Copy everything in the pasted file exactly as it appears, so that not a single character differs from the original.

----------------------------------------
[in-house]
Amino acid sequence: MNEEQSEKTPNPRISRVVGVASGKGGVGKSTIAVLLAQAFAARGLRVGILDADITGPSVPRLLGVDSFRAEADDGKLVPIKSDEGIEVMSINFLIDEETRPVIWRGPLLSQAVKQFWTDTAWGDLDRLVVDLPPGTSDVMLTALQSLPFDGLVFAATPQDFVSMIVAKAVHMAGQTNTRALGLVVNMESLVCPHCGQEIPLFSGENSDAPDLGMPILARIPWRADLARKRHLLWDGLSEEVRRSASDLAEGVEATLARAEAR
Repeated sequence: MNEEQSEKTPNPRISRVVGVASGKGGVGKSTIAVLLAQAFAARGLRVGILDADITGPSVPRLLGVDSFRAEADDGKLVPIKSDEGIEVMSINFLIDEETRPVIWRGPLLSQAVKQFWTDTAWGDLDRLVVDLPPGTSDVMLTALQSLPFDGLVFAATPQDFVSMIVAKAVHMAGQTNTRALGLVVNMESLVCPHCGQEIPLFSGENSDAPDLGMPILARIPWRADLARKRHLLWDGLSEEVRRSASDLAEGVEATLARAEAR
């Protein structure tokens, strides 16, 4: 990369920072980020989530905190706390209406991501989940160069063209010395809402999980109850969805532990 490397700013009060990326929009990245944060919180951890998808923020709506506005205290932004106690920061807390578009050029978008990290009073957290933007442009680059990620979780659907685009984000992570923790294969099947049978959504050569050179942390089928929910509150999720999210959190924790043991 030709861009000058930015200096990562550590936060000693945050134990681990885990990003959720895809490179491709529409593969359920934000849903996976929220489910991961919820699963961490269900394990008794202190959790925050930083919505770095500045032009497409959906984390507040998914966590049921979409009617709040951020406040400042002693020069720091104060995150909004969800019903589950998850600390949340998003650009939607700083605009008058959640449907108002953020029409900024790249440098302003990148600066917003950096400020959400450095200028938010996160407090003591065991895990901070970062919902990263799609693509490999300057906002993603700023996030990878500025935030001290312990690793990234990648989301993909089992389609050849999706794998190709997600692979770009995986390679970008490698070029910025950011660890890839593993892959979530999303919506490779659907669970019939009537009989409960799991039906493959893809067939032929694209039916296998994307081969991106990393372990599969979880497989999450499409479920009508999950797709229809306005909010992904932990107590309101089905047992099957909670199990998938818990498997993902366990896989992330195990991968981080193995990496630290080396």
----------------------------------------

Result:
[in-house]
Amino acid sequence: MNEEQSEKTPNPRISRVVGVASGKGGVGKSTIAVLLAQAFAARGLRVGILDADITGPSVPRLLGVDSFRAEADDGKLVPIKSDEGIEVMSINFLIDEETRPVIWRGPLLSQAVKQFWTDTAWGDLDRLVVDLPPGTSDVMLTALQSLPFDGLVFAATPQDFVSMIVAKAVHMAGQTNTRALGLVVNMESLVCPHCGQEIPLFSGENSDAPDLGMPILARIPWRADLARKRHLLWDGLSEEVRRSASDLAEGVEATLARAEAR
Repeated sequence: MNEEQSEKTPNPRISRVVGVASGKGGVGKSTIAVLLAQAFAARGLRVGILDADITGPSVPRLLGVDSFRAEADDGKLVPIKSDEGIEVMSINFLIDEETRPVIWRGPLLSQAVKQFWTDTAWGDLDRLVVDLPPGTSDVMLTALQSLPFDGLVFAATPQDFVSMIVAKAVHMAGQTNTRALGLVVNMESLVCPHCGQEIPLFSGENSDAPDLGMPILARIPWRADLARKRHLLWDGLSEEVRRSASDLAEGVEATLARAEAR
């Protein structure tokens, strides 16, 4: 990369920072980020989530905190706390209406991501989940160069063209010395809402999980109850969805532990 490397700013009060990326929009990245944060919180951890998808923020709506506005205290932004106690920061807390578009050029978008990290009073957290933007442009680059990620979780659907685009984000992570923790294969099947049978959504050569050179942390089928929910509150999720999210959190924790043991 030709861009000058930015200096990562550590936060000693945050134990681990885990990003959720895809490179491709529409593969359920934000849903996976929220489910991961919820699963961490269900394990008794202190959790925050930083919505770095500045032009497409959906984390507040998914966590049921979409009617709040951020406040400042002693020069720091104060995150909004969800019903589950998850600390949340998003650009939607700083605009008058959640449907108002953020029409900024790249440098302003990148600066917003950096400020959400450095200028938010996160407090003591065991895990901070970062919902990263799609693509490999300057906002993603700023996030990878500025935030001290312990690793990234990648989301993909089992389609050849999706794998190709997600692979770009995986390679970008490698070029910025950011660890890839593993892959979530999303919506490779659907669970019939009537009989409960799991039906493959893809067939032929694209039916296998994307081969991106990393372990599969979880497989999450499409479920009508999950797709229809306005909010992904932990107590309101089905047992099957909670199990998938818990498997993902366990896989992330195990991968981080193995990496630290080396």